The concept of psychological archetypes was advanced by the Swiss psychiatrist Carl Jung, c. 1919 – more recently they are applied to company brands. We sometimes get quizzical looks from clients when we introduce archetyping to our brand strategies but there are some immediate, useful and penetrative insights archetyping can give, that often have application well beyond what many people would believe is the function of brand development and management.
Brands are a basic human social concept – and, as with people, the same patterns and ideas tend to repeat themselves over time, such that what we now consider brands are roughly equivalent to archetypal characters in literature, religion, folklore, mythology, etc. They’re a way for us to understand ourselves and affiliate with others, and by associating them with common themes and characters, we can better understand how consumers connect with brands.
The brand archetype is a construction through which to understand the make-up and communication of a brand. It is never used overtly in campaigns.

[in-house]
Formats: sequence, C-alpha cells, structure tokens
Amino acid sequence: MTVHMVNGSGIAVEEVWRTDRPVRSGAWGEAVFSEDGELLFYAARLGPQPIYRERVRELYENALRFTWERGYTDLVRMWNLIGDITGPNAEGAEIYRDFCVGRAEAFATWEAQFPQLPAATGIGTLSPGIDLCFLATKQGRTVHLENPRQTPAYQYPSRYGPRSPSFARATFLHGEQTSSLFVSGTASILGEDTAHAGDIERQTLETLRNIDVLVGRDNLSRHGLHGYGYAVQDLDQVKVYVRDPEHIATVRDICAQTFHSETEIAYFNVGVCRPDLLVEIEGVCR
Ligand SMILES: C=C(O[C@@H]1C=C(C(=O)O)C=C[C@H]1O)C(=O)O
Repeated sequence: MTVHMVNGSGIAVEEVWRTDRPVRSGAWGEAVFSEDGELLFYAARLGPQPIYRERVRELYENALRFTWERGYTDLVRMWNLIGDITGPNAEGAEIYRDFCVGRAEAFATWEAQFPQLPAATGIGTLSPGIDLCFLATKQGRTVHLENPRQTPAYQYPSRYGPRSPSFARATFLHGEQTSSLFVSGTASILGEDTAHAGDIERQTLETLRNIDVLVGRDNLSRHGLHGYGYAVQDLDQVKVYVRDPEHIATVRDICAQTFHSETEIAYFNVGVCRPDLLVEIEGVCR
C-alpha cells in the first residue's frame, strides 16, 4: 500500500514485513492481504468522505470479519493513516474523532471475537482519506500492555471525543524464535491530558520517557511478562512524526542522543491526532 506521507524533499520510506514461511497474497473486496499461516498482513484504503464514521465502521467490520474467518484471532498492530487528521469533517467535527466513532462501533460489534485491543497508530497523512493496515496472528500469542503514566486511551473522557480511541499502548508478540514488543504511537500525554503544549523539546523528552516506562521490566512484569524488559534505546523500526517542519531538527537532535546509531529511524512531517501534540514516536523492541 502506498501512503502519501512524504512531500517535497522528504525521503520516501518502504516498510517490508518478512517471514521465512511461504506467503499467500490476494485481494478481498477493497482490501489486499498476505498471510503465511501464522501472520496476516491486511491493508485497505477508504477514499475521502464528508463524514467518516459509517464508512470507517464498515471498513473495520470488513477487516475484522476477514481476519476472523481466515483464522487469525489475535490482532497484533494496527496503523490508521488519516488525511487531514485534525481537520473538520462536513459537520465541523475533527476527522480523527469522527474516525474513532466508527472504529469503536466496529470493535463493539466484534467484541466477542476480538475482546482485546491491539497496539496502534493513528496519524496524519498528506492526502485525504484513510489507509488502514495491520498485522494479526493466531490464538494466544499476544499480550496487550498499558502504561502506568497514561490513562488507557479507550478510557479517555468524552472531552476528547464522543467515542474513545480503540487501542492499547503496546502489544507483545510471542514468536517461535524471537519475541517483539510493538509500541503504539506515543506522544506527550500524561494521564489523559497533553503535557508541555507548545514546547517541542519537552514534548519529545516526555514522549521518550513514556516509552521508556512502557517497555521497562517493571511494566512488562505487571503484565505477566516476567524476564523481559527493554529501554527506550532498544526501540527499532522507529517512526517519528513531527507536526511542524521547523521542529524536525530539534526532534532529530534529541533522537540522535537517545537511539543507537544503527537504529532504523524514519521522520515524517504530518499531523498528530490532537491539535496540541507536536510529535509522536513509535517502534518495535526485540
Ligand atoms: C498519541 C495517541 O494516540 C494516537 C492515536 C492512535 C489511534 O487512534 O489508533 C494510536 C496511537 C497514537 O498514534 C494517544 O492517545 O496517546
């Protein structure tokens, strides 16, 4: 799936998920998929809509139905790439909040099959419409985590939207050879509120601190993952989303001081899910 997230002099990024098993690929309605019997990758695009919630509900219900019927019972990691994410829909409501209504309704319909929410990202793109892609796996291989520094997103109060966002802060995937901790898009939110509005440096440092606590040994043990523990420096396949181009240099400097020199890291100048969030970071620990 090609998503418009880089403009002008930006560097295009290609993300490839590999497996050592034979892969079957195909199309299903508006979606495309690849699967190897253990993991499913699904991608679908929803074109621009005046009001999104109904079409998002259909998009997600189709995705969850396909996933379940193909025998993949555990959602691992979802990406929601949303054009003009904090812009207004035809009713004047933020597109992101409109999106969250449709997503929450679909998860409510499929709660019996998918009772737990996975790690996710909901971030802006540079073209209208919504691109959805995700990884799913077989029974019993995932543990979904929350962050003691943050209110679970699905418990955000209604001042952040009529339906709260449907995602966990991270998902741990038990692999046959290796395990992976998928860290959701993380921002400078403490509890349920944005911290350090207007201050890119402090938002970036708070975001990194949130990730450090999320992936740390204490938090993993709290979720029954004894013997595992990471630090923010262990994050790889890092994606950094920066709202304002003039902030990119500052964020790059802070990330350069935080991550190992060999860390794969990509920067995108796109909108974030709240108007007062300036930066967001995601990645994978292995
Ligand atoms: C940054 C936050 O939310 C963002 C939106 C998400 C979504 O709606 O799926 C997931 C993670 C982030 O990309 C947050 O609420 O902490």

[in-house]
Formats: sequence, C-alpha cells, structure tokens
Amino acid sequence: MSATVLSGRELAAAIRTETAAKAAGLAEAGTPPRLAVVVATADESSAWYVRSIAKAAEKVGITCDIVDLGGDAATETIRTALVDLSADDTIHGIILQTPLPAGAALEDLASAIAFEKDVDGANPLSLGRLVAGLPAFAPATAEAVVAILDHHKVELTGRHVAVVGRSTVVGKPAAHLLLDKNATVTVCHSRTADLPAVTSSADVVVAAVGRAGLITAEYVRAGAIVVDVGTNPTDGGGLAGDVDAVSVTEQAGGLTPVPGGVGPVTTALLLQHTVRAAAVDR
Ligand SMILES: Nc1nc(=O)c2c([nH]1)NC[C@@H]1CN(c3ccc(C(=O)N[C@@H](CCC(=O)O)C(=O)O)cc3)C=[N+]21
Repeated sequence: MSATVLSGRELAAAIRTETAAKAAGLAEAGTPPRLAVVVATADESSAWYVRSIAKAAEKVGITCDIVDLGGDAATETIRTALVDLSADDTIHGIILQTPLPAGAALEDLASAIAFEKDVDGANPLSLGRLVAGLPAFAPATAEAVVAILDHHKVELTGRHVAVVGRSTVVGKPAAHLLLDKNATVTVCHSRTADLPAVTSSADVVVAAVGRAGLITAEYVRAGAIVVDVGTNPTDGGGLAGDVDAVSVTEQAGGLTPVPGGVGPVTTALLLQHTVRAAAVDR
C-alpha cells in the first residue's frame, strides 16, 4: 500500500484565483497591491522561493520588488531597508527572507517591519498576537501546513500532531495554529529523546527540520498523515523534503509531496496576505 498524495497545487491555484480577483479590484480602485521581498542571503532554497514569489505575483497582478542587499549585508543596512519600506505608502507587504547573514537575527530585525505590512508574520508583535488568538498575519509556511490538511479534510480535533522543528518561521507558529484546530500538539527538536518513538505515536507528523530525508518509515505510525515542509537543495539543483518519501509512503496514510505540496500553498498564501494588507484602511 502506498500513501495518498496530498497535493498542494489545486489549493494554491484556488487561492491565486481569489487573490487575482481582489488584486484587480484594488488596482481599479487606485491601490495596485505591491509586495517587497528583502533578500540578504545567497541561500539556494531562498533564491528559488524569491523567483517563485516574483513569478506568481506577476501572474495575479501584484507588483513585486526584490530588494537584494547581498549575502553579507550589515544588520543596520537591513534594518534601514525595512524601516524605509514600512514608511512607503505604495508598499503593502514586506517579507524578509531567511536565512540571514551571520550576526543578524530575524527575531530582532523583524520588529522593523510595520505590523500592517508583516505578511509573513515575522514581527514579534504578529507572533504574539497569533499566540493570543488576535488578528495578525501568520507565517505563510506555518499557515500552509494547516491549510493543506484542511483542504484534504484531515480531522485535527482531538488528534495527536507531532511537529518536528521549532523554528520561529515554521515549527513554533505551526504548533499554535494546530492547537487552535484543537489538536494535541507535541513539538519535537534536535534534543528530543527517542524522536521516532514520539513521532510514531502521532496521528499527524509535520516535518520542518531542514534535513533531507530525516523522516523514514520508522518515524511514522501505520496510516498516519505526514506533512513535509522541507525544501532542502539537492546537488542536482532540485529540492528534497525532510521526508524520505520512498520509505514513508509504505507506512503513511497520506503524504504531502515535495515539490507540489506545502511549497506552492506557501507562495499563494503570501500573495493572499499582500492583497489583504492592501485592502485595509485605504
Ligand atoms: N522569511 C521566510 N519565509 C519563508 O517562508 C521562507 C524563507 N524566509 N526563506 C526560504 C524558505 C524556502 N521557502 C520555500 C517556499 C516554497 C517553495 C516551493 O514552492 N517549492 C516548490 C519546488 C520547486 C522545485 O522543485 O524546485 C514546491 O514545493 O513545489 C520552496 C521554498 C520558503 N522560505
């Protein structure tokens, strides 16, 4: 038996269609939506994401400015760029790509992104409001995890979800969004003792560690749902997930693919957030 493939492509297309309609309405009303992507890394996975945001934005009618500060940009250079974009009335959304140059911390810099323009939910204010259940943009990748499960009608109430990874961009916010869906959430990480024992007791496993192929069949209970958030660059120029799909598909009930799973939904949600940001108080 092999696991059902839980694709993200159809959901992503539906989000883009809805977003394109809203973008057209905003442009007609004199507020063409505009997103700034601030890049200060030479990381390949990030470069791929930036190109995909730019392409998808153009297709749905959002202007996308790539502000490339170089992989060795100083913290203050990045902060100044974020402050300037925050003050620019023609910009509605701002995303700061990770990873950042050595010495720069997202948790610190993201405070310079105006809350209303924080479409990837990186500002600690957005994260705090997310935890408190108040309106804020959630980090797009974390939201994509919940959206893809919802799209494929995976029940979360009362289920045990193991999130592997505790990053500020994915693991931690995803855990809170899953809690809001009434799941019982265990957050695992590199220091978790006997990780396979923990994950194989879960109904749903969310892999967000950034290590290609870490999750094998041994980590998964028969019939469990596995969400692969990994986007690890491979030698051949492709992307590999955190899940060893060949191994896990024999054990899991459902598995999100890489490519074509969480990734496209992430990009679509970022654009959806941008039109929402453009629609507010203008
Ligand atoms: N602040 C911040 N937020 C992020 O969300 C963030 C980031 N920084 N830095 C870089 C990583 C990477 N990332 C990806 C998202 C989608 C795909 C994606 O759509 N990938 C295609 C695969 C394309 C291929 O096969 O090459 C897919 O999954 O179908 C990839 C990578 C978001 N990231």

Different brand strategists use different schemes: at Ellis Jones we stick to the ….
Let’s look at an example of a common archetype for health and care sector: The Caregiver.
The caregiver is an altruist, moved by compassion generosity and desire to help others.
- Desire: protect people from harm
- Goal: to help others
- Fear: selfishness, ingratitude
- Strategy: do things for others
- Trap/Shadow: martyrdom of self, entrapment of others
- Gift: compassion, generosity
The Caregiver is good for brands:
- For which customer service provides the competitive advantage
- That provide support to families for services in the health care, education and government
- That help people stay connected with, and care about, one another
- That help people care for themselves